Eminent conservative legal-beagle Chuck Cooper penned an OpEd for the Wall Street Journal yesterday, The Constitution Doesn’t Bar Trump’s Impeachment Trial. It isn't what Trump would have liked out there just before his trial begins on tomorrow. Trump's feeble legal strategy is to claim that it’s unconstitutional for the Senate to try him now that he’s no longer in office. Cooper says the argument is illogical and the Senators who adhere to it-- led by optometrist Rand Paul-- are dead wrong. "The strongest argument against the Senate’s authority to try a former officer," he wrote, "relies on Article I, Section 4 of the Constitution, which provides: 'The president, vice president and all civil officers of the United States, shall be removed from office on impeachment for, and conviction of, treason, bribery, or other high crimes and misdemeanors.' The trial’s opponents argue that because this provision requires removal, and because only incumbent officers can be removed, it follows that only incumbent officers can be impeached and tried. But the provision cuts against their interpretation. It simply establishes what is known in criminal law as a 'mandatory minimum' punishment: If an incumbent officeholder is convicted by a two-thirds vote of the Senate, he is removed from office as a matter of law. If removal were the only punishment that could be imposed, the argument against trying former officers would be compelling. But it isn't. Article I, Section 3 authorizes the Senate to impose an optional punishment on conviction: 'disqualification to hold and enjoy any office of honor, trust, or profit under the United States.' That punishment can be imposed only on former officers. That is because Article II, Section 4 is self-executing: A convicted officeholder is automatically removed at the moment of conviction. The formal Senate procedures for impeachment trials acknowledge this constitutional reality, noting that a two-thirds vote to convict 'operates automatically and instantaneously to separate the person impeached from the office.' The Senate may then, at its discretion, take a separate vote to impose, by simple majority, 'the additional consequences provided by the Constitution in the case of an impeached and convicted civil officer, viz: permanent disqualification from elected or appointed office.' Thus a vote by the Senate to disqualify can be taken only after the officer has been removed and is by definition a former officer. Given that the Constitution permits the Senate to impose the penalty of permanent disqualification only on former officeholders, it defies logic to suggest that the Senate is prohibited from trying and convicting former officeholders."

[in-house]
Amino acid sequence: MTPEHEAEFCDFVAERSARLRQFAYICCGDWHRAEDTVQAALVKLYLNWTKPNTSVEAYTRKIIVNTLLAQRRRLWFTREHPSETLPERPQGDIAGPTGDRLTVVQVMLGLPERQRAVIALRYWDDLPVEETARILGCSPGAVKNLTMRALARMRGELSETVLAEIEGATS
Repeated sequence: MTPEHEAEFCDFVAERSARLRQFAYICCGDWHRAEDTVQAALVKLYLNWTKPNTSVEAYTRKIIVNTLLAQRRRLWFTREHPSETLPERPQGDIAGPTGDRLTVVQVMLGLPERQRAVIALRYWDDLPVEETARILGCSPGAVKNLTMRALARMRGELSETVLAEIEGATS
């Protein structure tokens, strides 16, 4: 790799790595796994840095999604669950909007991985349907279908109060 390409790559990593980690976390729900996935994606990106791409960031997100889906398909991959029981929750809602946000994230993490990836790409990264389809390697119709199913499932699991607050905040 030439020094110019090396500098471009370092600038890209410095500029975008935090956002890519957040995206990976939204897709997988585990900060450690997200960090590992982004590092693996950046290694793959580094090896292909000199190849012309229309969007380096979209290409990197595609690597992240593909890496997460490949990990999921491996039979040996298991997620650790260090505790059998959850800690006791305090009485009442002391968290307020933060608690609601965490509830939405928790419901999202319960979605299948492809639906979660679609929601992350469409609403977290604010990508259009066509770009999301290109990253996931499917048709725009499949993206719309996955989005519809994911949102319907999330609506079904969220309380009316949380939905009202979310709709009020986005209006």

Writing for the NY Times yesterday evening, Michael Schmidt noted that "Cooper's decision to take on the argument was particularly significant because of his standing in conservative legal circles. He was a close confidant and adviser to Senate Republicans, like Ted Cruz of Texas when he ran for president, and represented House Republicans-- including the minority leader, Representative Kevin McCarthy of California-- in a lawsuit against Speaker Nancy Pelosi. He is also the lawyer for conservative stalwarts like John R. Bolton and Jeff Sessions, and over his career defended California’s same-sex marriage ban and had been a top outside lawyer for the National Rifle Association. But Mr. Cooper, who is said to be dismayed by the unwillingness of House and Senate Republicans to hold Mr. Trump accountable, took on the main claim made by his own confidants and clients, offering a series of scholarly and technical arguments for why the Constitution allows for a former president to stand trial."
Meanwhile, outside of conservative legal circles, there is no debate over Trump's guilt. The public knows it and Congress knows it. The senators who vote against convicting him are just pure partisan hacks or sniveling cowards who will be judged harshly by history. Last night, a Washington Post team reported in some detail about how tied Trump personally is to the insurrection. "The nine House impeachment managers leading Trump’s prosecution made clear in an 80-page brief filed last week that they will argue that his role in inspiring the crowd to action began long before the 70-minute speech he gave that day.
They assert that the violence was virtually inevitable after Trump spent months falsely claiming that the election had been stolen from him.
“He amplified these lies at every turn, seeking to convince supporters that they were victims of a massive electoral conspiracy that threatened the Nation’s continued existence,” the House impeachment managers wrote.
After refusing to take the “honorable path” and admit defeat in the election, they wrote, Trump “summoned a mob to Washington, exhorted them into a frenzy and aimed them like a loaded cannon down Pennsylvania Avenue.”
Evidence to bolster the Democratic case has already emerged in federal criminal cases filed against more than 185 people so far in the aftermath of the insurrection.